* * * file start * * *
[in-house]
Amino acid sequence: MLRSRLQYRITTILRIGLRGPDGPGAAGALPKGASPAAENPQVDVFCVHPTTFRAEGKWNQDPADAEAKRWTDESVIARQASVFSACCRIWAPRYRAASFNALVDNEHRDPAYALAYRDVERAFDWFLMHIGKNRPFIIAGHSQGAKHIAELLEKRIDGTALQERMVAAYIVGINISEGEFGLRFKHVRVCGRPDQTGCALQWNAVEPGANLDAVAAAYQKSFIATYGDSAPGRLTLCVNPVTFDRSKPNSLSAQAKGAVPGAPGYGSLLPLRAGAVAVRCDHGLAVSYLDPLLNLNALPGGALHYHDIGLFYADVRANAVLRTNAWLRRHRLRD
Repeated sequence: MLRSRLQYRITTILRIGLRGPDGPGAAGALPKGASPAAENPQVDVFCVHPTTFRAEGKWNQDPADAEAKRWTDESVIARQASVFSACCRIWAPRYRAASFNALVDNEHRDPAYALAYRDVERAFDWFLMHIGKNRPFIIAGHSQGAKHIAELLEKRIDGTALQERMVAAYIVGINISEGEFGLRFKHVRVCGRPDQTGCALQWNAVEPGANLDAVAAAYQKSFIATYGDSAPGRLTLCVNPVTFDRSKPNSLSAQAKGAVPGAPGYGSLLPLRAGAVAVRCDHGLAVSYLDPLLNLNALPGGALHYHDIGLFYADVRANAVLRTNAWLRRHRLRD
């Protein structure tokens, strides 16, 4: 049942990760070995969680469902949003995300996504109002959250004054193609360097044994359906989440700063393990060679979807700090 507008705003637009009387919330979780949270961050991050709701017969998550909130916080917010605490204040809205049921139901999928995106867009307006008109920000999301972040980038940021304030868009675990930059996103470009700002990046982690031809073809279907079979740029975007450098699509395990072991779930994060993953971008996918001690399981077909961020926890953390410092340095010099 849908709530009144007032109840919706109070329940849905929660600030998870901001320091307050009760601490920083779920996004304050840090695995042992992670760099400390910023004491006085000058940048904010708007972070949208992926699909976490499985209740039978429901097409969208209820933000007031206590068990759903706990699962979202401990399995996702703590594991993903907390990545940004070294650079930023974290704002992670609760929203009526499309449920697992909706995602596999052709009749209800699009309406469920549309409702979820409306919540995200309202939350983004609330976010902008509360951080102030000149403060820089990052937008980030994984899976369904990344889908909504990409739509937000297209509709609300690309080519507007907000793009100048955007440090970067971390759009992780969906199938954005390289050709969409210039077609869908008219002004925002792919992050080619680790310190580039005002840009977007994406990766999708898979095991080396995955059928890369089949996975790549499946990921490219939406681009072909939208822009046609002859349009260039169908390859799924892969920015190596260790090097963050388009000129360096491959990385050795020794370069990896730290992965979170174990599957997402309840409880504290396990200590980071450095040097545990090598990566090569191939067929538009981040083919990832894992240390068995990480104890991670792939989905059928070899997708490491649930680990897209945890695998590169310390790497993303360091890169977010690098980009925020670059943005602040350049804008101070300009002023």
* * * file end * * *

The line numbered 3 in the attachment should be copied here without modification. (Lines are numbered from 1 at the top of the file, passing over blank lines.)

Repeated sequence: MLRSRLQYRITTILRIGLRGPDGPGAAGALPKGASPAAENPQVDVFCVHPTTFRAEGKWNQDPADAEAKRWTDESVIARQASVFSACCRIWAPRYRAASFNALVDNEHRDPAYALAYRDVERAFDWFLMHIGKNRPFIIAGHSQGAKHIAELLEKRIDGTALQERMVAAYIVGINISEGEFGLRFKHVRVCGRPDQTGCALQWNAVEPGANLDAVAAAYQKSFIATYGDSAPGRLTLCVNPVTFDRSKPNSLSAQAKGAVPGAPGYGSLLPLRAGAVAVRCDHGLAVSYLDPLLNLNALPGGALHYHDIGLFYADVRANAVLRTNAWLRRHRLRD